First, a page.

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Wow, Phila! I am stuffed and exhausted just reading your accounts. I will be spending some time in New Orleans over the next four years as my second son will be starting at Tulane late summer. Thanks for the additional pointers!

John Sconzo, M.D. aka "docsconz"

"Remember that a very good sardine is always preferable to a not that good lobster."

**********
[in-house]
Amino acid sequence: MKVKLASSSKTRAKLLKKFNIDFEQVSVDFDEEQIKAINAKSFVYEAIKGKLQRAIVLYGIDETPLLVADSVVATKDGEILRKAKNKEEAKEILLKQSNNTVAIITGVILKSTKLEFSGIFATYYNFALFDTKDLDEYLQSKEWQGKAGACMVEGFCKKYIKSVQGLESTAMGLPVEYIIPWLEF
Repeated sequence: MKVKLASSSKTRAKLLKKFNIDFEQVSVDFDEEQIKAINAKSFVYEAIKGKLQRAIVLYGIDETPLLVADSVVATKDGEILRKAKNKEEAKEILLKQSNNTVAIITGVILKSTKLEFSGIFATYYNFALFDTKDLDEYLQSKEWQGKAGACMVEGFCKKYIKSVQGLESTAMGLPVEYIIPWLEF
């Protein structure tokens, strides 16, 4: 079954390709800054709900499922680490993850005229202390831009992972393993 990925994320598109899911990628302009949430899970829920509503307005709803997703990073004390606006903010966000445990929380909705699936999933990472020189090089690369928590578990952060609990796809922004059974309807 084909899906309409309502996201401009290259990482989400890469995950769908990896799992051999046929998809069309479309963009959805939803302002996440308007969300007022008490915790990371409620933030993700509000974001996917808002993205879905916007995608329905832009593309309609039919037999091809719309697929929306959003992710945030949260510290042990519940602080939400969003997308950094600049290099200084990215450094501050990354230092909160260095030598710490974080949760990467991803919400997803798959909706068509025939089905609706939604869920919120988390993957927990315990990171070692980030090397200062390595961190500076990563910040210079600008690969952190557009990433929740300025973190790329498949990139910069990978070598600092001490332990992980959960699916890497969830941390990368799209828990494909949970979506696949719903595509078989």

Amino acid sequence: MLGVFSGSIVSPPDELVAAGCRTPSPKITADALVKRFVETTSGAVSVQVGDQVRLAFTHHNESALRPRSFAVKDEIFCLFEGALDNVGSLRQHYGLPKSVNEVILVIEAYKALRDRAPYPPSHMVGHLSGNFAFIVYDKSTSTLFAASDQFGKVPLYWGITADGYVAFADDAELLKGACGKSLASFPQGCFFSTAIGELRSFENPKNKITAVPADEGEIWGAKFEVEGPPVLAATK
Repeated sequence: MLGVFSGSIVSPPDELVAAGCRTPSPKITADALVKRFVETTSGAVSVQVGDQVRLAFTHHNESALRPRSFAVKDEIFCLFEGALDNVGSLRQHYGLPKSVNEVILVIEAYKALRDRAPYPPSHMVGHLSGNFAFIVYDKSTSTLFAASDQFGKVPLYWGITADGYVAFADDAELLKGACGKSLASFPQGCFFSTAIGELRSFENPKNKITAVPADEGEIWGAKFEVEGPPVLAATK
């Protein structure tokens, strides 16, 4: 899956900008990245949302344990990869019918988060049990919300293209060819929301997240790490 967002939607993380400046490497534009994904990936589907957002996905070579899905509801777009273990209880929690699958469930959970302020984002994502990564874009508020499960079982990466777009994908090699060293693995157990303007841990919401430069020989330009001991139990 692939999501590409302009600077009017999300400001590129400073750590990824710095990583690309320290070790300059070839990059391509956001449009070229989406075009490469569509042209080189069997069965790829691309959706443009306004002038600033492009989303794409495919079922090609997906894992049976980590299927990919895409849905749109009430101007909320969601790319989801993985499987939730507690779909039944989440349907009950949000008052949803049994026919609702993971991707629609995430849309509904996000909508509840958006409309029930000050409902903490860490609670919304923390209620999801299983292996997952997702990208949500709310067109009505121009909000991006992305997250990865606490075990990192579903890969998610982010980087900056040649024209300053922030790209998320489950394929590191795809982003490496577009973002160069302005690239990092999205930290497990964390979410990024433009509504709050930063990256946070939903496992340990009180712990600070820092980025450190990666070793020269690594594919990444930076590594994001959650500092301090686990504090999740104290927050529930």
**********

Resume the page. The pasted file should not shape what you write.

- Ferran Adria on eGullet 12/16/2004.

Docsconz - Musings on Food and Life

Slow Food Saratoga Region - Co-Founder

Twitter - @docsconz

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Ur killin' me...Can't wait to try and merely put a dent in your itinerary in a few short weeks.

Katie M. Loeb
Booze Muse, Spiritual Advisor

Author: Shake, Stir, Pour:Fresh Homegrown Cocktails

Bartendrix,Intoxicologist, Beverage Consultant, Philadelphia, PA
Captain Liberty of the Good Varietals, Aphrodite of Alcohol